KTH Royal Institute of Technology

  • ​​Oftentimes, the places that require water purification the most – such as developing nations or disaster sites – have the least in the way of infrastructure. Help could be on the way, however, in the form of water filters made from wood.​
  • Science
    Geologists estimate that the Earth’s core is a sweltering 5,700 K – and yet the inner core is a solid ball of iron. Why it doesn’t liquify is a bit of a mystery, but now a study puts forward a new theory, simulating how solid iron can remain atomically stable under such extreme conditions.
  • ​Silk may be strong, elastic and biodegradable, but unfortunately it's also expensive. With that in mind, scientists recently set out to produce lower-cost artificial silk. They've already succeeded in producing small quantities, using whey protein.
  • It may be nice to have a car that's well-insulated against traffic noise, but it can be detrimental when it comes to hearing sirens. Fortunately, however, researchers have developed a system in which drivers' stereos actually alert them to the presence of approaching ambulances.​
  • We have seen numerous takes on microneedle technology, but researchers in Sweden believe they have come with a design to top them all, with a patch that combines soft and hard materials for better performance and comfort. ​
  • Wood is known for being a strong, plentiful, inexpensive and renewable alternative to conventional building materials. Soon, it may even find its way into windows and solar cells – as a cheaper substitute for traditional silica-based glass.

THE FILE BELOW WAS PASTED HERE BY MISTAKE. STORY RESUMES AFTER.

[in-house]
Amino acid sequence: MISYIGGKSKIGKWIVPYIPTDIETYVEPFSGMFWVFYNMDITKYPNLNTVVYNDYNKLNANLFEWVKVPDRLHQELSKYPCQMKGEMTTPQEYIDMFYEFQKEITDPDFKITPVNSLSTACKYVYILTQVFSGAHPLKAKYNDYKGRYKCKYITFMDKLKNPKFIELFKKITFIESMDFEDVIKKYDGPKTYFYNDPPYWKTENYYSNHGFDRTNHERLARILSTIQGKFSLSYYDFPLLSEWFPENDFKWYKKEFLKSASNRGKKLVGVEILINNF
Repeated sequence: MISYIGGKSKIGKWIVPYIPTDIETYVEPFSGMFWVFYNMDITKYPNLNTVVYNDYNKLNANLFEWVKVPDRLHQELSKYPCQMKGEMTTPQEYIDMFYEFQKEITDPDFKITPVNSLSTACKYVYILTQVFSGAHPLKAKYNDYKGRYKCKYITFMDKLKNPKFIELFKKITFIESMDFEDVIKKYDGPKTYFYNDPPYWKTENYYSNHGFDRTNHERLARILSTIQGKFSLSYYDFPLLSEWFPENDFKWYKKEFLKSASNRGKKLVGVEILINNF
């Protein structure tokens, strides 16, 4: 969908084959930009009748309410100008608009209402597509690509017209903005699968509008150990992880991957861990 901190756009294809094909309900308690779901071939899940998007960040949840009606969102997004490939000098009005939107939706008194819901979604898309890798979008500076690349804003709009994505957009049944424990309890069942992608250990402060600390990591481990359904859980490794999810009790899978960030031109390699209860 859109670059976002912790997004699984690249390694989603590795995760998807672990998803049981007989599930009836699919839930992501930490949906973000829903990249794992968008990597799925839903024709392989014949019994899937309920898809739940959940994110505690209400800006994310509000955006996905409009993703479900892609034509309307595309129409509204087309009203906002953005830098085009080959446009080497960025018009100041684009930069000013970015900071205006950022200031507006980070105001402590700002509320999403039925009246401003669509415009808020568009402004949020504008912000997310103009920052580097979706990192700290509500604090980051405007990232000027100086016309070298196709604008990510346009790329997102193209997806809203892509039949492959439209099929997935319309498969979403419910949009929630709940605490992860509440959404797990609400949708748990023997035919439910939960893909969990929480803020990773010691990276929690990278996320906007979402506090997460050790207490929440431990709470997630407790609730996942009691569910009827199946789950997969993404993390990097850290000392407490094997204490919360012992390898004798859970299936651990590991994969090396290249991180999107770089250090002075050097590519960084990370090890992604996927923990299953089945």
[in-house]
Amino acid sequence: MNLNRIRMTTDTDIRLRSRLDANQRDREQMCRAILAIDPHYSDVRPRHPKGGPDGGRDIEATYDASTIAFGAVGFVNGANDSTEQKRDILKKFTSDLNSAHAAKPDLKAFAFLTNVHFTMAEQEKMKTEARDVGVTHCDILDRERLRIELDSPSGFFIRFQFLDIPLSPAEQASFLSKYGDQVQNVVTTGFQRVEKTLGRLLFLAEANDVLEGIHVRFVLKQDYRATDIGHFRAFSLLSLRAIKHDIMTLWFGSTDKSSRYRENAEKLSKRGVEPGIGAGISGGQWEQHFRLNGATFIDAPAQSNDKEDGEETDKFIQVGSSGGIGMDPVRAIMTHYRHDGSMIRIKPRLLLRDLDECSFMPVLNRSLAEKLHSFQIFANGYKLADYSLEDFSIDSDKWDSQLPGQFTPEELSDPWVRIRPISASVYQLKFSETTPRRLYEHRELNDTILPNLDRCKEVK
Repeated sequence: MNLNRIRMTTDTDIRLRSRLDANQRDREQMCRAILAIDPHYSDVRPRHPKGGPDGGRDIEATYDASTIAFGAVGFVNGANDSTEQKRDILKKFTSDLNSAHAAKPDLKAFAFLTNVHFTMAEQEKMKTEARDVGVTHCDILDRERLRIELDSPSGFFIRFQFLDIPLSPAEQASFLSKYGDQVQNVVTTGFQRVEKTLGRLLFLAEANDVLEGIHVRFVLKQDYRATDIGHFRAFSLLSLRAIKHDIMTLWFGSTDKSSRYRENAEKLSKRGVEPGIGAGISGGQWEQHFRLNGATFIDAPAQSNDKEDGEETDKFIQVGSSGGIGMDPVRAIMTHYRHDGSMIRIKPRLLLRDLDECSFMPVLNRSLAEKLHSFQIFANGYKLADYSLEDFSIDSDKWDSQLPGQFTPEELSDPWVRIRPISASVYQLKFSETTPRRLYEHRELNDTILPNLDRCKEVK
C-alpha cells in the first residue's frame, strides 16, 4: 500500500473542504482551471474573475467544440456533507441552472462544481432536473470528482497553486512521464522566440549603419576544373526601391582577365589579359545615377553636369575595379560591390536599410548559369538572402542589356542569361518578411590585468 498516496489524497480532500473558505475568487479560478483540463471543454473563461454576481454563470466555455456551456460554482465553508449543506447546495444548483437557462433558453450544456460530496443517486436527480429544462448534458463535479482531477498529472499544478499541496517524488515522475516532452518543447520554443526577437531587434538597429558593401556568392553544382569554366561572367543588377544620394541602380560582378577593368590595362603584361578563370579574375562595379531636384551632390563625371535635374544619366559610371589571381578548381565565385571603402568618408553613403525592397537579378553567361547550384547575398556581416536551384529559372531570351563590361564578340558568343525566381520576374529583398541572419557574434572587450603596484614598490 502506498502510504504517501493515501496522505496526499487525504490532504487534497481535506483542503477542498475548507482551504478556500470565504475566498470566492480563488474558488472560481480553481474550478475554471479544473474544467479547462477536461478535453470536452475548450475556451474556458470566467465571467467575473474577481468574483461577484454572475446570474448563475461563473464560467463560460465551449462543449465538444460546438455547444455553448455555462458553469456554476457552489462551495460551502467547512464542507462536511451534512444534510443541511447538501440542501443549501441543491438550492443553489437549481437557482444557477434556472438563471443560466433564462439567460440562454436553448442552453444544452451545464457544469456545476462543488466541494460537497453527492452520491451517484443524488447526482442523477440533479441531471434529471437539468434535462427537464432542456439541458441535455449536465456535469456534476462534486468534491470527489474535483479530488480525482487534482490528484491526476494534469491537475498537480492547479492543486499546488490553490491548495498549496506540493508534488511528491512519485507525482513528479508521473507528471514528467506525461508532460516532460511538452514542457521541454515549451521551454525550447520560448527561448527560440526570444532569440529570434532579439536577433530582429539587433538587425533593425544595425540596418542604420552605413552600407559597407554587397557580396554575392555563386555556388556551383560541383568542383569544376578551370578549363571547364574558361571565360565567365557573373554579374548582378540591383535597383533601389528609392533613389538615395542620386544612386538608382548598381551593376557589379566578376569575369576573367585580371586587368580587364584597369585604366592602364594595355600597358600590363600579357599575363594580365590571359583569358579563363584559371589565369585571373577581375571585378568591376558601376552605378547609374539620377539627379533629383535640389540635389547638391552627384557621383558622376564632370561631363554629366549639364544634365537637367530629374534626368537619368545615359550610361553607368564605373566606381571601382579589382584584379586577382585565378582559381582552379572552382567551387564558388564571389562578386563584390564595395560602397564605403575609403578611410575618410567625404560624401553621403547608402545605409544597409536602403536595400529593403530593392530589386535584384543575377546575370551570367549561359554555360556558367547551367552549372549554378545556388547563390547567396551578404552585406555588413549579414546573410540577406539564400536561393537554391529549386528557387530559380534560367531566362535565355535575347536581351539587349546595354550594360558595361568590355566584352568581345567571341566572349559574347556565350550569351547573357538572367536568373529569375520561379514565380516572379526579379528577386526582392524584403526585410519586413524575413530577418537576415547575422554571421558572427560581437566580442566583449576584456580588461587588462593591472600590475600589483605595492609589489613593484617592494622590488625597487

• ​We've seen bike helmets with wooden shells before, and we've also seen foam made from wood pulp. Now, however, Sweden's KTH Royal Institute of Technology has teamed up with Stockholm-based startup Cellutech to combine the two. The result is a helmet made entirely from wood.​
  • Lightweight, foldable, and strong sheets of "power paper" have been created by scientists that can store significant amounts of electric charge and may one day provide ultra-thin electricity storage for modern devices.
  • Wood pulp-derived nanocellulose is turning out to be pretty useful stuff. Most recently, researchers from Sweden and the US have used the material to build soft-bodied batteries that are more shock- and stress-resistant than their traditional hard counterparts.
  • Harnessing wave power can be a tricky business. It's one thing to build a device that simply moves up and down with the waves, but another to build one that's efficient enough to be cost-effective. Swedish company CorPower Ocean claims to have done just that, however.
  • Anyone who's played a first-person shooter will be familiar with using the direction that a character is looking to also control the direction they move. The concept is known as "free look control." Firefighters in Pisa, Italy, have been testing this method for operating emergency response robots.
  • Science
    While silver nanoparticles are very effective at killing bacteria, there are major concerns regarding the effects that those particles may have on human health. Now, however, scientists have come up with what could be a less harmful alternative – red algae.